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Air pressure

Air pressure is the force exerted by the weight of the column of air above the Earth’s surface. It depends on elevation and weather conditions. In order to be able to compare the air pressure in different locations, the influencing factors of elevation and prevailing atmospheric conditions such as temperature must be allowed for.


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Air pressure is closely linked to the weather situation. An area of high pressure is under high atmospheric pressure and is generally sunny, while an area of low pressure is under low atmospheric pressure and is cloudy. The differences in atmospheric pressure are also dependent on the direction and speed of the wind.

Air pressure is measured in hectopascal (hPa), which gives the weight of the air column that extends from the ground up to the upper boundary of the atmosphere. For example, if a location has an air pressure of 1,000 hPa, the air has a weight of about 10 tonnes over an area of one square meter. Air pressure is depicted on maps in the form of isobars, i.e. lines of equal air pressure.

The influence of elevation on air pressure

As elevation increases, air pressure decreases because the column of air above the location in question is shorter and therefore weighs less. At sea level, the average air pressure is around 1,013 hPa. At 1,500 m above sea level, the pressure is only 850 hPa, and at 5,500 m it is around 500 hPa. Because air can be compressed, air pressure does not decrease in a linear fashion with elevation. The density of the air is high when the air pressure is high. In other words, the air is heavily compressed. This is the situation that exists close to the ground. As elevation increases, the air becomes thinner and therefore less dense.

Summer Winter
Very strong high 1028 hPa 1047 hPa
Typical high 1023 hPa 1034 hPa
Mean value 1017 hPa 1020 hPa
Typical low 1010 hPa 1001 hPa
Very strong low 1000 hPa 973 hPa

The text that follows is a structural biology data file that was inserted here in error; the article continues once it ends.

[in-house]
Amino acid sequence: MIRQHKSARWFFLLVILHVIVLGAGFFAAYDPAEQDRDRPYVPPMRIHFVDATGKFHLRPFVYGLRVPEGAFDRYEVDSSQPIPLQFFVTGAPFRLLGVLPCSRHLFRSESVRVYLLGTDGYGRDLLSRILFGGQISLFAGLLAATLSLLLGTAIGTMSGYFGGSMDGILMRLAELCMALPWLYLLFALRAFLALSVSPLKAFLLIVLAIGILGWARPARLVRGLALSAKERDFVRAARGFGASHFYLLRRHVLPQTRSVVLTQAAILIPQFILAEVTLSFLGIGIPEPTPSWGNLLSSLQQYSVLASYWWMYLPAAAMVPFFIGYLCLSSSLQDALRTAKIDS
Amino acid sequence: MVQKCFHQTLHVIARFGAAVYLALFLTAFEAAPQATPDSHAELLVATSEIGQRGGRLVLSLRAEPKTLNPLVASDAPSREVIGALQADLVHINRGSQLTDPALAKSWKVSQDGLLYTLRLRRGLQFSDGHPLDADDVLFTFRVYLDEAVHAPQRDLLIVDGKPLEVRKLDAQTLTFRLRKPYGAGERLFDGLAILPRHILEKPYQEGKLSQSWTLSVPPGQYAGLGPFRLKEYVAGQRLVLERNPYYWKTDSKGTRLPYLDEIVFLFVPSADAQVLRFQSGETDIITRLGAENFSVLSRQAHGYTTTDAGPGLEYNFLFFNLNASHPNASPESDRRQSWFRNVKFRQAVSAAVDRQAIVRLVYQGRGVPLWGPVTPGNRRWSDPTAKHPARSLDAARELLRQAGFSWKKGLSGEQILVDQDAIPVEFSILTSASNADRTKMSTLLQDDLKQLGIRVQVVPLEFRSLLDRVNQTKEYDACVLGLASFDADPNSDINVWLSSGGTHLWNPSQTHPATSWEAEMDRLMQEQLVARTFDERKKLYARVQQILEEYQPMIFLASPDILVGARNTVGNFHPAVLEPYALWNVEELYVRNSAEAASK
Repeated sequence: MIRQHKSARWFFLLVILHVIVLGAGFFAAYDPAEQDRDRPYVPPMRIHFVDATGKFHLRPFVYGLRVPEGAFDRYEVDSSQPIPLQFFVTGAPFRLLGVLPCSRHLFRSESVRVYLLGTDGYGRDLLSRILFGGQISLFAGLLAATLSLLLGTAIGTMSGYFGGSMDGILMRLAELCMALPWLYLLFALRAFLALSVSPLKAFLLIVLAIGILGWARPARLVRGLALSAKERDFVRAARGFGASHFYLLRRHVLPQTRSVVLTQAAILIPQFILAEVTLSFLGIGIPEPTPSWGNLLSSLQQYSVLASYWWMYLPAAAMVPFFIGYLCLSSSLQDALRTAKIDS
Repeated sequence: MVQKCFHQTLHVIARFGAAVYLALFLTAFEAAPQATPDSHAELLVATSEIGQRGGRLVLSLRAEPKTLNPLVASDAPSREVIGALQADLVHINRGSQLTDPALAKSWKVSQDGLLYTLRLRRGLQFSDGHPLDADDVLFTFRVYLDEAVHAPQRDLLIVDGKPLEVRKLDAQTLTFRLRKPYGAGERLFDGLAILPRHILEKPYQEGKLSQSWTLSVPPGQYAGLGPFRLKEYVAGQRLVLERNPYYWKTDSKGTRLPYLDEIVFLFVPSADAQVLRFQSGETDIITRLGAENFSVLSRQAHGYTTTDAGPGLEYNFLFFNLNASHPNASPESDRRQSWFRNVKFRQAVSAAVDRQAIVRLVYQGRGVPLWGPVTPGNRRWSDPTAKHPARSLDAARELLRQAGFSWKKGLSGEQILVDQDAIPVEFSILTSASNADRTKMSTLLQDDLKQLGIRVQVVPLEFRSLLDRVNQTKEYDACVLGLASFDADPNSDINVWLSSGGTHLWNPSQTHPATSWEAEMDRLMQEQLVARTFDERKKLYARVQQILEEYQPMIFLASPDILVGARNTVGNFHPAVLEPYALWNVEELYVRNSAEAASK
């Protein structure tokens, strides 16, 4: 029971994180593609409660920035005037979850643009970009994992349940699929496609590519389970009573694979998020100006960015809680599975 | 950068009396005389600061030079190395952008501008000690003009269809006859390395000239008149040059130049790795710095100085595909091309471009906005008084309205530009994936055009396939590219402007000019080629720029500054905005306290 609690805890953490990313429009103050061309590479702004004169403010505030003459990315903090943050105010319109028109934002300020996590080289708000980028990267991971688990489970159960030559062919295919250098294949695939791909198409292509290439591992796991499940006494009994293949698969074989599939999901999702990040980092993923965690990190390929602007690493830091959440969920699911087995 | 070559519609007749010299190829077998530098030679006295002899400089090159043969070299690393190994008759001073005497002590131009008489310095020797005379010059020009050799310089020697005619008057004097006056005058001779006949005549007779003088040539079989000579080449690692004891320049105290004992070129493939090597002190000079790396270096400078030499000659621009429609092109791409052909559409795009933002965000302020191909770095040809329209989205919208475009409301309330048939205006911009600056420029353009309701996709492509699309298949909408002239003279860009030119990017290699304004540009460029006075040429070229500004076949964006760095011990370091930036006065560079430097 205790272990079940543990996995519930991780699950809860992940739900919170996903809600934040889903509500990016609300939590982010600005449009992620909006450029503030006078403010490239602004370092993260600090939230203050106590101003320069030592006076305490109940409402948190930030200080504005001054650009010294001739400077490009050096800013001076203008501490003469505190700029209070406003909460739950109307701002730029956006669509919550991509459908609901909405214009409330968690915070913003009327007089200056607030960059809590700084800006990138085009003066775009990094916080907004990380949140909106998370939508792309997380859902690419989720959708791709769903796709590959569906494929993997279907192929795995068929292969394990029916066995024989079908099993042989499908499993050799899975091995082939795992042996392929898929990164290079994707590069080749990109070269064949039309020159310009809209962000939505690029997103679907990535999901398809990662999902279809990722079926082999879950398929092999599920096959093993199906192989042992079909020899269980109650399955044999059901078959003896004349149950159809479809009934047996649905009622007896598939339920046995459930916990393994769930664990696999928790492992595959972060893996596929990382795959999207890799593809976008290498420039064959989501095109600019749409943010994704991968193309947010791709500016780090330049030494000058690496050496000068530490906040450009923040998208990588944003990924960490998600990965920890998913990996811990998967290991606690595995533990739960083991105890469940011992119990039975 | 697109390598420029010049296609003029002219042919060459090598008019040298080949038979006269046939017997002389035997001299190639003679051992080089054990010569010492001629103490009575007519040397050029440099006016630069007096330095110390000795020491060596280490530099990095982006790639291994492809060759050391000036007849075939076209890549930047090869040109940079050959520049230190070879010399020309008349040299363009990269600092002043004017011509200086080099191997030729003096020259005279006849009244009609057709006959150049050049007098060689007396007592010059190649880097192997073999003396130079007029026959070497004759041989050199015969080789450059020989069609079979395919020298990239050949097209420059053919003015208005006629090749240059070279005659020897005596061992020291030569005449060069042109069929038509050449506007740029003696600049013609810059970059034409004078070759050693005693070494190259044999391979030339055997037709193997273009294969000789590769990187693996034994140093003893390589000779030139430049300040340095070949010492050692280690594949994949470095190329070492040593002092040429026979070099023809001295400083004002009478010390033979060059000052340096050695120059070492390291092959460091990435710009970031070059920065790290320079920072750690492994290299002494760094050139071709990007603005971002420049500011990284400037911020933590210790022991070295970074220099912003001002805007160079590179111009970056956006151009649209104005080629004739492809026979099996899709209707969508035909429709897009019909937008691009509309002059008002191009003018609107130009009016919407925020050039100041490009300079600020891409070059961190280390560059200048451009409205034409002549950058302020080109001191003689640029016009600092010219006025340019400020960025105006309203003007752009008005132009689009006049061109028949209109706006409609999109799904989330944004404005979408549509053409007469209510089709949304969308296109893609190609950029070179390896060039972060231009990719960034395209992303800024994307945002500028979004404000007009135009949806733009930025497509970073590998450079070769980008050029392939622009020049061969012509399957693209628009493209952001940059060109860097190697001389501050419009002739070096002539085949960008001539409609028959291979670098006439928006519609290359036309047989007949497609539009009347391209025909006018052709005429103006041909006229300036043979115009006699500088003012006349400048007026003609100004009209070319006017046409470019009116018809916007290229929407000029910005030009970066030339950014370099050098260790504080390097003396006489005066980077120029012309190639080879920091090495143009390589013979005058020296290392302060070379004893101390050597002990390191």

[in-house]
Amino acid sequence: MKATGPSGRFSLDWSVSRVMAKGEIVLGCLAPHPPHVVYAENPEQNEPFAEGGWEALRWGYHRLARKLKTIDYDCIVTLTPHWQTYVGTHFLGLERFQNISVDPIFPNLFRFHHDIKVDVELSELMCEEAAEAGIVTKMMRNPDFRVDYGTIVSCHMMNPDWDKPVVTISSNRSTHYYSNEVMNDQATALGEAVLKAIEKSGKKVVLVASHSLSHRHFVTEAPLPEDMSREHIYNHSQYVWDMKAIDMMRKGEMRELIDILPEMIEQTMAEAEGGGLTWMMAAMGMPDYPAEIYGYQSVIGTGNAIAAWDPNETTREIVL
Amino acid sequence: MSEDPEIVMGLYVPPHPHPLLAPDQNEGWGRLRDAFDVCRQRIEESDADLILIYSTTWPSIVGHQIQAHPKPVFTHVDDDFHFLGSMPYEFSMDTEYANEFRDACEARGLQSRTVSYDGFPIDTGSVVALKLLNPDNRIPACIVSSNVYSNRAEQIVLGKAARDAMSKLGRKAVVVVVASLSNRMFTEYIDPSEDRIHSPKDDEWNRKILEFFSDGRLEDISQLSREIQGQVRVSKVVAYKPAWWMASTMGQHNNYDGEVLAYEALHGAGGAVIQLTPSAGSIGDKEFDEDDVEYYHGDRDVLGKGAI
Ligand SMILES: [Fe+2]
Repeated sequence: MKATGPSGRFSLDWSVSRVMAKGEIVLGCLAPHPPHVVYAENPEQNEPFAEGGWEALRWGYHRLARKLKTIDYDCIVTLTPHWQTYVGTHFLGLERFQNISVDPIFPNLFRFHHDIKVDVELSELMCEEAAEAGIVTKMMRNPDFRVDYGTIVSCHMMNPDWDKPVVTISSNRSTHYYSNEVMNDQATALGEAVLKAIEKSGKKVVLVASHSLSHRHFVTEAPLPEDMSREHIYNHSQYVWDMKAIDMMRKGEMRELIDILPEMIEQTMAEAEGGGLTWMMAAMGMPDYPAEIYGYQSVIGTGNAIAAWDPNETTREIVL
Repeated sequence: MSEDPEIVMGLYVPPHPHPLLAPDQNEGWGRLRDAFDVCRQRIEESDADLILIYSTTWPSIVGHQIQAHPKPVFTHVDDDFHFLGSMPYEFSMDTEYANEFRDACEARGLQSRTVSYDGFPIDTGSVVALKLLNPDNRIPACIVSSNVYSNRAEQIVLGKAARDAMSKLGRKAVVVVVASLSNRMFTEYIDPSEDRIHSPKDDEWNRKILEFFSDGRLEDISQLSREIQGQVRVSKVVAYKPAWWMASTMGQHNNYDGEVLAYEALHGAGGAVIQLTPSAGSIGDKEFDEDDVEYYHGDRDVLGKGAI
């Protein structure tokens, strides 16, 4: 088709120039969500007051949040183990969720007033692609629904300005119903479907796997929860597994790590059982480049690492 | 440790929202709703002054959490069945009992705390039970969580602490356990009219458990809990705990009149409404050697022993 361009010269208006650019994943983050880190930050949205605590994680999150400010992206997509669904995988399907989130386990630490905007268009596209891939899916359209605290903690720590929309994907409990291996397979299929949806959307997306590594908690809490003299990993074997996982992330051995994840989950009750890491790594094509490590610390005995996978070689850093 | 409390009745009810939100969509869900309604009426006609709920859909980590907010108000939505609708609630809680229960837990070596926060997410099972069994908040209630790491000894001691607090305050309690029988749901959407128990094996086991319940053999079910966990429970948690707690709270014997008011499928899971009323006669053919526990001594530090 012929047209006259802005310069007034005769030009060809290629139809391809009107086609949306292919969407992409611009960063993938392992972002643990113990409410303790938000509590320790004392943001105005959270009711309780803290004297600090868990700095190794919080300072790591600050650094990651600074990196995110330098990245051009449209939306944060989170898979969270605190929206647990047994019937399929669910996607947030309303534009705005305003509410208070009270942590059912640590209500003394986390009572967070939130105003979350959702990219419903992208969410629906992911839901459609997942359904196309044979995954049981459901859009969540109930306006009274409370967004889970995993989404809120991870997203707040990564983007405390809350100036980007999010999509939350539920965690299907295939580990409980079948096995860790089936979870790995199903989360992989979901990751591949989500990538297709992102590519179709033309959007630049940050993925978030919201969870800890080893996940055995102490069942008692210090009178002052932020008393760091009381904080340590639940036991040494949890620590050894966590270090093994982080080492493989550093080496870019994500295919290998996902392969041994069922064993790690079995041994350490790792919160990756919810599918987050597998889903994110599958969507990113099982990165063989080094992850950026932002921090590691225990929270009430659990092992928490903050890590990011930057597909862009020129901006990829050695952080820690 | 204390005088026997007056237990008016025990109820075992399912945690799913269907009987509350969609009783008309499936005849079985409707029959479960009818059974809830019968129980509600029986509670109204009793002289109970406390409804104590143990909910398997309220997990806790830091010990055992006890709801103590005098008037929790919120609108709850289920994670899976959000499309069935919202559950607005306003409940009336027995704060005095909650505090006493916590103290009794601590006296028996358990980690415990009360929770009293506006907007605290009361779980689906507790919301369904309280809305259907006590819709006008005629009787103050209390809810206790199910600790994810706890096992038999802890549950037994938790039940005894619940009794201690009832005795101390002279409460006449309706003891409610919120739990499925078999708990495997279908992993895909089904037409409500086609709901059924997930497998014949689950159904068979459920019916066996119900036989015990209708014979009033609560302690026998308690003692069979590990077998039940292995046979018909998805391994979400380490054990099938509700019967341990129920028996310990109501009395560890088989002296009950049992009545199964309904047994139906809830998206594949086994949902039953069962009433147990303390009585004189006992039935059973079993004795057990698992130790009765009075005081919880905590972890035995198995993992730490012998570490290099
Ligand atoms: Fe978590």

Typical air-pressure values, as observed in Switzerland in summer and winter. (© MeteoSwiss)

Adjusting air pressure to sea level

In order to be able to compare the air pressures measured at different locations, the influence of elevation must be excluded from the calculation (in the technical jargon, this is known as reduction). In other words, the air pressure is converted to the equivalent air pressure at a station at sea level. The resulting value is what the pressure would be if the weather station were at sea level. This allows us to identify regional air-pressure differences.

Three ways of representing air pressure

Air pressure is not just air pressure. There are three different ways it can be represented:

  • QFE is used to denote the air pressure measured at a ground-level weather station.
  • QFF is used to denote the air pressure at the monitoring station when reduced to sea level.
  • QNH is used to denote the air pressure at a ground-level weather station reduced to sea level according to the “standard atmosphere”.

Based on the recommendations of the World Meteorological Organization (WMO), air-pressure measurements are reduced to sea-level at stations with an elevation of less than 600 m.a.s.l. Stations at higher elevations are reduced to the meteorological standard pressure areas of 850 or 700 hPa.

When reducing to sea-level, assumptions must be made about the density of the atmosphere between the station elevation and sea-level. It is standard meteorological practice to automatically factor in the temperature measured at the station. The resulting atmospheric pressure value at sea-level is called the QFF. The prevailing humidity is not included in the calculations for Switzerland.

In aviation, the station pressure is reduced to sea level independently of the current weather conditions. The vertical density distribution is uniform according to the ICAO standard atmosphere. The resulting atmospheric pressure value at sea-level is called the QNH.

How air pressure is measured

Air pressure is measured at ground-level weather stations in the automatic monitoring network operated by MeteoSwiss. The atmospheric pressure is measured using a digital pressure measuring device produced by Vaisala. These devices (PTB330) are known for their high level of stability and accuracy. The PTB330 has three redundant BAROCAP® sensors, which guarantee high-quality measurements and outstanding reliability.